Napster filed for Chapter 11 bankruptcy on Monday, just two weeks after its major creditor, the German media group Bertelsmann AG, had agreed to acquire the troubled Internet music service.
A Bertelsmann official, speaking on the condition of anonymity, said the Gütersloh, Germany, company is keen to acquire Napster's brand, peer-to-peer (P-to-P) technology and customer file assets, believed to be worth between US$8 million and $10 million. "Despite Napster's problems, we remain convinced that peer-to-peer technology has a future in the music industry," the official said.
On May 17, Bertelsmann had agreed to make $8 million available to pay Napster's other creditors. The German company agreed to write off its $85 million loan to the Net music company, based in Redwood City, California.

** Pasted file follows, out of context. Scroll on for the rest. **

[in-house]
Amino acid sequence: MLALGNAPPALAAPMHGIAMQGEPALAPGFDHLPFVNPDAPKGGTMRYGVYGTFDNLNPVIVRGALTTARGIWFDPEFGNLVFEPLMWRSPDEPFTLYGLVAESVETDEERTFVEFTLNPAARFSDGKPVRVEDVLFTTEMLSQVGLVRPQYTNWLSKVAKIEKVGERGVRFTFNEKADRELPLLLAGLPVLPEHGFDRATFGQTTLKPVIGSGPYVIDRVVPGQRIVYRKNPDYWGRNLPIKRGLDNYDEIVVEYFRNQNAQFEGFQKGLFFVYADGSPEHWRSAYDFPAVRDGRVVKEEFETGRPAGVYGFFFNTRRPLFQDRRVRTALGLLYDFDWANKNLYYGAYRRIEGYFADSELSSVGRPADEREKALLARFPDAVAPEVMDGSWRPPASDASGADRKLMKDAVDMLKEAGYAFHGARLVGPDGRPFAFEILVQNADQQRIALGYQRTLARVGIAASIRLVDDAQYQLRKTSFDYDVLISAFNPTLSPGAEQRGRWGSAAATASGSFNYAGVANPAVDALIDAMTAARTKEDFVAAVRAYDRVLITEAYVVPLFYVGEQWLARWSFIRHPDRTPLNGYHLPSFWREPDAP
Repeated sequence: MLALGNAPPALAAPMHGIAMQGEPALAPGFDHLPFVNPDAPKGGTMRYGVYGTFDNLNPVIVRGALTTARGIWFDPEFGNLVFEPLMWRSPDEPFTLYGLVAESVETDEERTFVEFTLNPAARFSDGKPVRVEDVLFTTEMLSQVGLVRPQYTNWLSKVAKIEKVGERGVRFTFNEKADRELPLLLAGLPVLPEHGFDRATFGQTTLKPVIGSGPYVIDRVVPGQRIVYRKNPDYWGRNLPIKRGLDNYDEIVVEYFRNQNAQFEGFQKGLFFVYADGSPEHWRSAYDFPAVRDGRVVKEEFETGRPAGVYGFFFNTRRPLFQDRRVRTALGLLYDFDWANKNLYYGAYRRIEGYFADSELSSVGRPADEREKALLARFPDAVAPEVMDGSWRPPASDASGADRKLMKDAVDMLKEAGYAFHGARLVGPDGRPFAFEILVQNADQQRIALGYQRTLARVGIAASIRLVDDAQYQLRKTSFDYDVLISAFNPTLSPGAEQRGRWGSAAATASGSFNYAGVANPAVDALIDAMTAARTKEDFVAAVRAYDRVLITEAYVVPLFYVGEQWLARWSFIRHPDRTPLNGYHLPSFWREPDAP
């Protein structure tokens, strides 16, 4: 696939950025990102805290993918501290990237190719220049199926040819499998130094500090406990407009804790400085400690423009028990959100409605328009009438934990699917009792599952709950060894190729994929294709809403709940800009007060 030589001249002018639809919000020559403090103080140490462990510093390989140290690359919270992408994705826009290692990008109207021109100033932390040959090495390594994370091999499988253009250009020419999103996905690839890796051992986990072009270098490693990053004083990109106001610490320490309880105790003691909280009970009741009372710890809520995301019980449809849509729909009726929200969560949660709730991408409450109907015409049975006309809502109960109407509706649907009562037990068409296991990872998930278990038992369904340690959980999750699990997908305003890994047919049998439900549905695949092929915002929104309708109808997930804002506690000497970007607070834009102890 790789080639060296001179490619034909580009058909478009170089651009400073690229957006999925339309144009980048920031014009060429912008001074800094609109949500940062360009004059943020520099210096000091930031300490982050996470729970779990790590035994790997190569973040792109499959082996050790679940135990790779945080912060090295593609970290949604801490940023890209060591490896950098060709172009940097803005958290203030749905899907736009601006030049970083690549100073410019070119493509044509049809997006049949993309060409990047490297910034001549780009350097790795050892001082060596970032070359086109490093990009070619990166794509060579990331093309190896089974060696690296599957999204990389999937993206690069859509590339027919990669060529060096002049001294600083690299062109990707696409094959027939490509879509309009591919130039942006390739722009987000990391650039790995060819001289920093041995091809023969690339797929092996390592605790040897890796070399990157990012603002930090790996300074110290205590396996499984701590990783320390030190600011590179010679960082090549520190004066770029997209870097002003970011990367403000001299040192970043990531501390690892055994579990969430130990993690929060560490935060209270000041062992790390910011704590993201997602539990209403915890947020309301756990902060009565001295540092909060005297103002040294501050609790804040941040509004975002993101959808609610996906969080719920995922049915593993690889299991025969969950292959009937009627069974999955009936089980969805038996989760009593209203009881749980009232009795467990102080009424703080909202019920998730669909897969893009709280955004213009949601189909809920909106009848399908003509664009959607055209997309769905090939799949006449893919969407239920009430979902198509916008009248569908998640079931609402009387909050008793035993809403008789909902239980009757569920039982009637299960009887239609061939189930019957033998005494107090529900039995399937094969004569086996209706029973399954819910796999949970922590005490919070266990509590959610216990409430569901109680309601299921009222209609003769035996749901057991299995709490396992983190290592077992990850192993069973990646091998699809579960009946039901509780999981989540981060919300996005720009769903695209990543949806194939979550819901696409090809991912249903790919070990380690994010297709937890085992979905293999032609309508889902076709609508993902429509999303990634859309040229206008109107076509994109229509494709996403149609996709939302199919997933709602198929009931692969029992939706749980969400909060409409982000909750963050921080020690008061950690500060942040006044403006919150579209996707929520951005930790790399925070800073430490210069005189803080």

The Bertelsmann official declined to comment on what the company plans to do with the Napster assets if the court approves the sale. "It's too early to talk about this," the official said. "The court has to make the first move, but we are pretty confident that the plan put on the table by Napster will be approved."
Bertelsmann executives have said they hope to turn Napster into a subscription service. The Internet music company has been testing software that would support subscription services since the start of the year.